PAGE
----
In this work, encouraged by a high binding capacity of different drugs by halloysite, we modified the system with a double barrier. The main aim of the present study was to investigate halloysite nanotubes as carriers of vancomycin, to demonstrate the influence of surface functionalization with (3-Aminopropyl)-trimethoxysilane and finally to investigate the effect of inorganic carrier on release rate and biological activity of vancomycin in potential wound dressings, in which halloysite with ionically-bonded drug is encapsulated in alginate-based matrix.
Halloysite nanotubes (HNTs), (3-Aminopropyl)-trimethoxysilane (APTS), alginic acid sodium salt, gelatin powder and glycerol were commercial products of Aldrich and were used as received. Vancomycin hydrochloride was used as a commercial product of Xelia Pharmaceuticals ApS (Denmark). Hydrochloric acid, ethanol and toluene were purchased from POCH (Poland). All the chemicals were of analytical grade. Demineralized water was used for aqueous solutions preparation.
HNTs were first purified with 10% (v/v) hydrochloric acid solution for 24 h at room temperature. Then purified nanotubes were suspended in dry toluene with (3-Aminopropyl)-trimethoxysilane. The mixture was refluxed under constant stirring for 12 h. A calcium chloride drying tube was used to maintain a dry environment. Then the product was filtered off and washed several times with toluene and ethanol to remove the excess of organosilane. Finally APTS-modified halloysite (HNTs_APTS) was dried overnight at 120 °C.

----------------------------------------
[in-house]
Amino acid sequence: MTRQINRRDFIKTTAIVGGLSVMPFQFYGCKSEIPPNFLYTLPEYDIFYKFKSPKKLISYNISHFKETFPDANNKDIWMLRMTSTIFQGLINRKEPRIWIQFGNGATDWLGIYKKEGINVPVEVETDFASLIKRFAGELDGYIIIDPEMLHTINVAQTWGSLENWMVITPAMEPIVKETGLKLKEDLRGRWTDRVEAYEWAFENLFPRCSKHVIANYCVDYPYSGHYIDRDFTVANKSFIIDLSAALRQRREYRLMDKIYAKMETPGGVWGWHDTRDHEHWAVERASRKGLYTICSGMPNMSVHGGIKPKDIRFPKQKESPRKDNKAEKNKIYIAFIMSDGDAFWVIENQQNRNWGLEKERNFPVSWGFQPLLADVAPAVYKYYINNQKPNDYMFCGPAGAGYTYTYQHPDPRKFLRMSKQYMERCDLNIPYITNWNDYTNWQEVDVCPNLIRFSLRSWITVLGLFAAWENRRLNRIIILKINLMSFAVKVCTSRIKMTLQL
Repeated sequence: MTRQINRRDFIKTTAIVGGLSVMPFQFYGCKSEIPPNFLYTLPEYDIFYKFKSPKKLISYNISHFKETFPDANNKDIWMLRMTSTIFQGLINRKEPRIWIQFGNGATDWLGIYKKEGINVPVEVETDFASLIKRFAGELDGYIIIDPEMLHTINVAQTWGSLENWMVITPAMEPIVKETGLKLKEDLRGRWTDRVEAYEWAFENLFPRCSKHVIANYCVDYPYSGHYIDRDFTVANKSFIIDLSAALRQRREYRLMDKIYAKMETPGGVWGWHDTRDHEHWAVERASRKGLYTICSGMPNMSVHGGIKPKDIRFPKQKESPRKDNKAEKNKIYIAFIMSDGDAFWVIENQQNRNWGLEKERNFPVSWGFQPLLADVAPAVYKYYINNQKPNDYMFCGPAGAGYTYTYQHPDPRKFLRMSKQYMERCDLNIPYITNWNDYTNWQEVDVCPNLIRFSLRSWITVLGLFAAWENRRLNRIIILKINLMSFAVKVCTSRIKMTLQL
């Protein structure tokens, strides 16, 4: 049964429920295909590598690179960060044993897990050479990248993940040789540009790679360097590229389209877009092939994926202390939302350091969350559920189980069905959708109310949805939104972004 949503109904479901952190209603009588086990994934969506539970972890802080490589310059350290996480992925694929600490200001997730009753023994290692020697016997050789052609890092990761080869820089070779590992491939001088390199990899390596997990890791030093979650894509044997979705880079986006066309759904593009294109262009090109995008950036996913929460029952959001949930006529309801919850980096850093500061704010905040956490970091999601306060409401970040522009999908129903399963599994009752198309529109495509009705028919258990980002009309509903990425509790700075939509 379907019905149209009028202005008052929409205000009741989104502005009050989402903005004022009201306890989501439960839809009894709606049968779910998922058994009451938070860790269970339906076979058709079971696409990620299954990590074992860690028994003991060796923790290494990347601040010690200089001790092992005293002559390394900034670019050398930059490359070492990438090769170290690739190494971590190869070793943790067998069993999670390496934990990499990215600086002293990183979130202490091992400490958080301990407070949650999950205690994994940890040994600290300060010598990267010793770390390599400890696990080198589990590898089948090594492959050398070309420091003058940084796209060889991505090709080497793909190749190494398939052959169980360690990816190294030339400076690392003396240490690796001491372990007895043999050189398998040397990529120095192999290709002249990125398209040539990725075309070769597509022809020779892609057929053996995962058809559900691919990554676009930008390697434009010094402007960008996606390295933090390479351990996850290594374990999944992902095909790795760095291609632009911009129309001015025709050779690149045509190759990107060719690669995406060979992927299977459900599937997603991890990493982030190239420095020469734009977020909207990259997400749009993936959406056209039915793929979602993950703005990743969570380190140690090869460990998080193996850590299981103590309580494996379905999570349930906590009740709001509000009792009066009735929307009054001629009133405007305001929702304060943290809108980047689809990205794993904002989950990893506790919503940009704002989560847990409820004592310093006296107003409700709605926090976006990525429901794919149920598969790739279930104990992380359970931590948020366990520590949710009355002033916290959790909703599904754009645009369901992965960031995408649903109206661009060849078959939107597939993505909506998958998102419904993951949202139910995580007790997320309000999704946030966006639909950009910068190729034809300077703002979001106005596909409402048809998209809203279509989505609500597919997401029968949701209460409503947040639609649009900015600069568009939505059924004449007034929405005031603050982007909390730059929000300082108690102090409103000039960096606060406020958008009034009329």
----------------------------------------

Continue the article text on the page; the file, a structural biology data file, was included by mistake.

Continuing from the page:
Transmission electron microscope (TEM) images were recorded on a Hitachi HT7700 microscope, operating at accelerating voltage of 100 kV. The infrared spectra were taken on an IFS 66v/s Fourier transform infrared (FTIR) spectrophotometer from Bruker, equipped with an MCT detector (125 scans, resolution 2 cm−1). The spectra were recorded in the 400–4000 cm−1 range for KBr pellets. The thermogravimetric studies were carried out in a Setsys 1200 apparatus (Setaram) at a heating rate of 10 °C/min under helium atmosphere. Elemental analysis was carried out on a Vario ELIII (Elementar, USA) analyzer.